Joyful news! I created a comic on the canine afterlife and launched it at the Homecooked Comics Festival 2019.
Content: a semi-silent story based on both fact and fiction (as is everything). It contains extractions of real life scenes from my time as a veterinarian, and extrapolations of the ‘Rainbow Bridge’ poem. Begins at the end (with euthanasia), and ends at the beginning (of an eternal sleep).
death : joy : what-the = 1 : 1 : 1
Bringing this comic into existence has given me the hugest dose of fulfilment (!!) as it’s the product of both my vocations, vet/illustration and is a tangible printed thing that I can hold in my hands and give to you ^_^ I’ll walk you through some of the behind-the-scenes. Suffice to say: spoiler+++ alert.
Euthanasia is a unique, deliberate kind of ending that some of us have been both lucky and unlucky enough to consent to on our pets’ behalves. During times of grieving, or when attempting to console, it can be comforting to imagine a place existing on the other side of death. In the vet/pet world, the ‘Rainbow Bridge’ is frequently referenced as a place of this kind—and is what inspired much of the imagery in this story.
The Rainbow Bridge is a popular poem oft-referenced in the pet and vet world. Here’s an excerpt from our friend, the Wikipedia:
The Rainbow Bridge is the theme of several works of poetry written in the 1980s and 1990s that speak of an other-worldly place where pets go upon death, eventually to be reunited with their owners. One is a prose poem whose original creator is uncertain. The other is a six-stanza poem of rhyming pentameter couplets, created by a couple to help ease the pain of friends who lost pets. Each has gained popularity around the world among animal lovers who have lost a pet or wild animals that are cared for. The belief has many antecedents, including similarities to the Bifröst bridge of Norse mythology.
The Rainbow Bridge story is one of consolation, waiting and reuniting—reassurance for the human(s) left behind. Frankly, it always sent a gentle shudder down my spine due to its saccharine and indulgent manner of conveying to humans: you are remembered, you are loved, things will be okay. When it’s difficult to find the right words during such a devastating time, mention of the Rainbow Bridge can bring solace to some and many. I wanted to reimagine the Rainbow Bridge by bringing focus back onto the experience of the afterlife-traversing pet. And to tell a story that offers a non-waiting, soft-closure, less human-centric end-of-life experience.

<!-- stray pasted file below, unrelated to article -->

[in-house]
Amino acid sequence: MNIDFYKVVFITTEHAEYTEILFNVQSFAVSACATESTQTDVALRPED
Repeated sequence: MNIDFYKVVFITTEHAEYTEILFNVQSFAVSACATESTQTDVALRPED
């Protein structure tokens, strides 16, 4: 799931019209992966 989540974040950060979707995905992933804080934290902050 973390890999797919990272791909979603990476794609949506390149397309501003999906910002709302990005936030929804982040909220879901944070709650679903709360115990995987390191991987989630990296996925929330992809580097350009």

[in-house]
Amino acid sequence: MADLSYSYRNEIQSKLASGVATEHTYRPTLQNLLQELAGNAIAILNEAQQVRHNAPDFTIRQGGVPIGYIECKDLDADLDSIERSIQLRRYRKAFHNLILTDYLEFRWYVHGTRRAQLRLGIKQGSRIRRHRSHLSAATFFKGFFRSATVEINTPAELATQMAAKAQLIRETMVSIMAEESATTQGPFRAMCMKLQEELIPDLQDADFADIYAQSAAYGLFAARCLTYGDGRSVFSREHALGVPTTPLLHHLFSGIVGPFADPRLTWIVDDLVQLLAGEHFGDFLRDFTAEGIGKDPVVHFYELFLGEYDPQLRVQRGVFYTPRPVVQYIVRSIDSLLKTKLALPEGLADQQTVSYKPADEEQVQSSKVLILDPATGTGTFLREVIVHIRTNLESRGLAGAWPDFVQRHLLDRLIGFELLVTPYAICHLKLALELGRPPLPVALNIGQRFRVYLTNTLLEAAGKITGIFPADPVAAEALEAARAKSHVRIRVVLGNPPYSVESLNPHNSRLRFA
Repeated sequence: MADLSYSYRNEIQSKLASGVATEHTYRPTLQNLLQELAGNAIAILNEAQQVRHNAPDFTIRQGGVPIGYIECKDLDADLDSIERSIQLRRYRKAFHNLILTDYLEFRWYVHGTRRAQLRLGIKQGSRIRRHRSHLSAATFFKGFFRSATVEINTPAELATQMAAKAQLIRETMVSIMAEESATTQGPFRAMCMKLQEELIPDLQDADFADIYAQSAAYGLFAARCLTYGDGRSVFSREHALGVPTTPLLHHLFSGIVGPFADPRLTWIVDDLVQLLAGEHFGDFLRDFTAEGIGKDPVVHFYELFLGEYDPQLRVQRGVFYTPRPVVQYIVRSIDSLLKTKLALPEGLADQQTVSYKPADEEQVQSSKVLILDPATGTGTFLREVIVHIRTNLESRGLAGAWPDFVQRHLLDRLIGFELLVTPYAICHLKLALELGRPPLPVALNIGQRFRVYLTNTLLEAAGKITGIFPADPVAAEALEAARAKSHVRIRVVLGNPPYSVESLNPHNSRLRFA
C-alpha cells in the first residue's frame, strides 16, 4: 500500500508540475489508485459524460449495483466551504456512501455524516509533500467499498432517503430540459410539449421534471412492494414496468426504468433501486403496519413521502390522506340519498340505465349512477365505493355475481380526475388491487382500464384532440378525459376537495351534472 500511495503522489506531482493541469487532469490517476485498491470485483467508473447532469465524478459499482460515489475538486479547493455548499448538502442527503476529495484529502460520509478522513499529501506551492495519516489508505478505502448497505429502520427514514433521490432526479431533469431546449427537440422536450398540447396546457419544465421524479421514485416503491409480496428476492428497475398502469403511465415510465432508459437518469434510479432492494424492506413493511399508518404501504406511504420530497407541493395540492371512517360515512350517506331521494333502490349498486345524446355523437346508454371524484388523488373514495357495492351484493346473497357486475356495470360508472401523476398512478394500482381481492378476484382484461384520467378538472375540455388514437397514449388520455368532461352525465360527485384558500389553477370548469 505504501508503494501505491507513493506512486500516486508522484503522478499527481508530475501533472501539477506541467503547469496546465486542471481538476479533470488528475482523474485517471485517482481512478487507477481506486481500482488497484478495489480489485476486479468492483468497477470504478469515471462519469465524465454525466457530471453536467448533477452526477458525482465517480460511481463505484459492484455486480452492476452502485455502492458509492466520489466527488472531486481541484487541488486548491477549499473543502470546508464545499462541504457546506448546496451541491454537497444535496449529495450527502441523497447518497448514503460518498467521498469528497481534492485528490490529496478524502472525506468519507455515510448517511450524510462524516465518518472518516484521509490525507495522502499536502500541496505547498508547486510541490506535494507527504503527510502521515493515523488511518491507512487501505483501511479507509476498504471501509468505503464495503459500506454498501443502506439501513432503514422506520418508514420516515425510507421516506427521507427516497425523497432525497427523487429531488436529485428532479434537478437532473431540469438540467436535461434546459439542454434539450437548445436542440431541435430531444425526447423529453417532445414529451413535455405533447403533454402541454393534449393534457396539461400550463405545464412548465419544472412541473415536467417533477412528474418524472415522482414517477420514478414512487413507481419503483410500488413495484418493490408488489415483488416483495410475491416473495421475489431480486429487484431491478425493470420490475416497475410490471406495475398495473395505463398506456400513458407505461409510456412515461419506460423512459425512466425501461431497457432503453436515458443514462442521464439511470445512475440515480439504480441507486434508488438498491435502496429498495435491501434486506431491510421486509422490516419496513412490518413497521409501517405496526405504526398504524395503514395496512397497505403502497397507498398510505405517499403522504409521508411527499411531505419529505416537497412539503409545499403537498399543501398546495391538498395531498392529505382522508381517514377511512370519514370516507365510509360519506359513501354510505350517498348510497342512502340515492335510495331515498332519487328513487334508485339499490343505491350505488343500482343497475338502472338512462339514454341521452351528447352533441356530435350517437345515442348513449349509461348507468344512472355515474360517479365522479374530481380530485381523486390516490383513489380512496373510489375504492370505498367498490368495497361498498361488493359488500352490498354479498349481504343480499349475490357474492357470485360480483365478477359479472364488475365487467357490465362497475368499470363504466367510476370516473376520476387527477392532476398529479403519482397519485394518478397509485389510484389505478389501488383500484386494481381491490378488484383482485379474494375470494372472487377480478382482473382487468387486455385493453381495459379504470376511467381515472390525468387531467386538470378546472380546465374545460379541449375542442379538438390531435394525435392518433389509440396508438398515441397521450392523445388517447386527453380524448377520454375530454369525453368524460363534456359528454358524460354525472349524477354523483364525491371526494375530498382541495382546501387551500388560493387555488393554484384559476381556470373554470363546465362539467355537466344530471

I compiled some of my favourite Rainbow Bridge references from Google images to show the main design aesthetic that this poem often manifests in. Honest work—with heart.
With the exception of the template black-and-white example in the middle-right, I loved that the creators of these rainbow bridge printables went beyond just a copy and paste (although they all started with that). The extra decorative elements they added are equivalent to adding an extra bow or two to a specially wrapped gift, or using their ‘special occasion’ cursive handwriting in the card to accompany. These extra embellishments show that a human had a hand in it, and this was too sweet not to include in the addendum of the printed zine.
In honour of all of this previously made work: Good Boy literally has a rainbow ‘thread’ running through it.
Good Boy occurs in 3 (un-named) acts, which I shall hereby name:
Act 1: Euthanasia
Act 2: The Afterlife
Act 3: The EverAfterlife
I poured feelings from my body into these drawings, and hence went through an emotional rollercoaster during the work-in-progress. There were so many different states, contexts and hats to wear while my hand worked onwards and the clock kept ticking.
Gut-wrenching loss; clinical professionalism and protocol; tricky interpersonal territories navigated; deciding what’s ethical to include and not include; indescribable joy; gentle relief; childhood memories; adulthood memories; being so happy for my main canine character; hilariousness; quiet closure.